On November 14th, Vince wanted to do some work on LandShark and so I took James and Sarah to Gloucester. We had intended to go to the Folk Museum but it was closed for renovations, and would only be open on the weekends. So after window shopping for a bit and having tea, we came across the Gloucester City Museum and Art Gallery. Since we "tried" to go to the Folk Museum, the person at the desk charged me as if we had sought the "two museum discount". So our entrance fee was only £3 for the three of us.
Entrance to the Gloucester City Museum and Art Gallery.
The ground floor looks like it has recently been renovated with the aim to be engaging for kids. It covers the history of Gloucester from the paleolithic period to present day. (This seems to be a pattern of city museums across the UK.) The first floor displays fine furniture from the last few centuries plus art from local artists. For £3, it was a good stop.
A Roman wall has been excavated about 2 yards below ground level inside the museum. Over the ~1800 years or so since the wall was built, sediment has built up raising the ground level and therefore over time the wall was covered.

There were several places for children to work on projects or build things on the ground floor. This is definitely a good place to bring children on a rainy day.
Afterwards, we headed back to our car and to the campground to pack up for our move south the next day.

On November 15th, we finally left the Briarfields Campsite and headed to the Cornish Farm Touring Park (£22.75/nt) in Taunton, Somerset. James was my co-pilot and it was a pretty uneventful few hours ride to Somerset.
A picture of our spot at the Cornish Farm Touring Park. This was a nice place to stay. The WC/shower facilities have music/radio piped in and the floors are heated. A rare find in the camping world.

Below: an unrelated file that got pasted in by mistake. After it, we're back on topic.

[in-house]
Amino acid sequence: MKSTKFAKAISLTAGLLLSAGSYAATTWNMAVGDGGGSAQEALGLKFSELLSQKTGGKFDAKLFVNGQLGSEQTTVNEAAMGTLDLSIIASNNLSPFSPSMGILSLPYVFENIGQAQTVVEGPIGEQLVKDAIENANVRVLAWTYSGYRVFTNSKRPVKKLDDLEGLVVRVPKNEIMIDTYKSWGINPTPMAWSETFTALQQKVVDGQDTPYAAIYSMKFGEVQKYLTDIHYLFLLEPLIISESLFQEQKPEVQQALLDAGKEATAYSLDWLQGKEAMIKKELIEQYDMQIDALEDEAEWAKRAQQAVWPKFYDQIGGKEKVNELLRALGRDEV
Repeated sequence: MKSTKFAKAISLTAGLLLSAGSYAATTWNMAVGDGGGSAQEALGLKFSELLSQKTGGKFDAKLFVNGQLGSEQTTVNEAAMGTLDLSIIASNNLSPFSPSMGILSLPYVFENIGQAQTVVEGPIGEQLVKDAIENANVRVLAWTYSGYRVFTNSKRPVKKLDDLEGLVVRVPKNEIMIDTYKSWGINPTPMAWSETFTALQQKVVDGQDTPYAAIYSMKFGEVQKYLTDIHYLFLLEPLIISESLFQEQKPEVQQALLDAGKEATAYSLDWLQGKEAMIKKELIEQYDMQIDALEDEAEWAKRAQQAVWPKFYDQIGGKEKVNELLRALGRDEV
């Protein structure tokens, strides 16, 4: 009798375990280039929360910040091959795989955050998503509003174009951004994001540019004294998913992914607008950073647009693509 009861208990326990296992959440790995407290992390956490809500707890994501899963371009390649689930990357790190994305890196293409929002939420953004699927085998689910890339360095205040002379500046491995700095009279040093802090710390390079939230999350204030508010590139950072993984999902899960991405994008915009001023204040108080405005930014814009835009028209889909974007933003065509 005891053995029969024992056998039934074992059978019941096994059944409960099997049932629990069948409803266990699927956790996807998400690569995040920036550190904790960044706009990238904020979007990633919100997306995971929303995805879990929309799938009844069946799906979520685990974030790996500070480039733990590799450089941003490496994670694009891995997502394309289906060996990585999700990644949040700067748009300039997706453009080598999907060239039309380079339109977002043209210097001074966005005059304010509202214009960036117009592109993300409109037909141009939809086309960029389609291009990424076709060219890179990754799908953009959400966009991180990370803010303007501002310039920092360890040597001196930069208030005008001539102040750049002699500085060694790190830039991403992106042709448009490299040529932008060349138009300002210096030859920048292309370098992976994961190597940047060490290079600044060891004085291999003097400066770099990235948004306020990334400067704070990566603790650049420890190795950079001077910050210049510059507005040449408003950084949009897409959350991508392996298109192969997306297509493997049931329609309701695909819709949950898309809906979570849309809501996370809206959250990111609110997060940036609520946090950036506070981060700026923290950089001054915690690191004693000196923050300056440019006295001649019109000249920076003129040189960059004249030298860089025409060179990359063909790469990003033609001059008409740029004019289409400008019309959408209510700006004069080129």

When we got settled in the campground (RV leveled, slides out, electricity hooked up and facilites scoped out), we had dinner and then watched the end of the 3rd season of Downton Abbey (another present from Vince and Paul from their trip to the US). 

On November 16th, we decided to visit the Museum of Somerset, located in Taunton, which was ranked by TripAdvisor as #9 of the 250 things to do in Somerset, and then continue on to the Wells Cathedral (#2 of 250). The Museum of Somerset (free) appears to have been recently refurbished and it covers the history of Somerset in a variety of ways. It's definitely worth a visit.
The Museum of Somerset is located in the 12th century great hall of Taunton Castle.
The museum hosts a collection of toys and dolls, sculpture, natural history, fossils, fine silver, pottery remains and a collection of archaeological items.
The museum holds the Low Ham mosaic which is regarded as one of the most famous objects surviving from Roman Britain. It tells the tragic love story of Dido and Aeneas as told by the poet Virgil in about 25 BC. The mosaic contains about 120,000 coloured cubes made from local materials including Lias limestone and fired clay.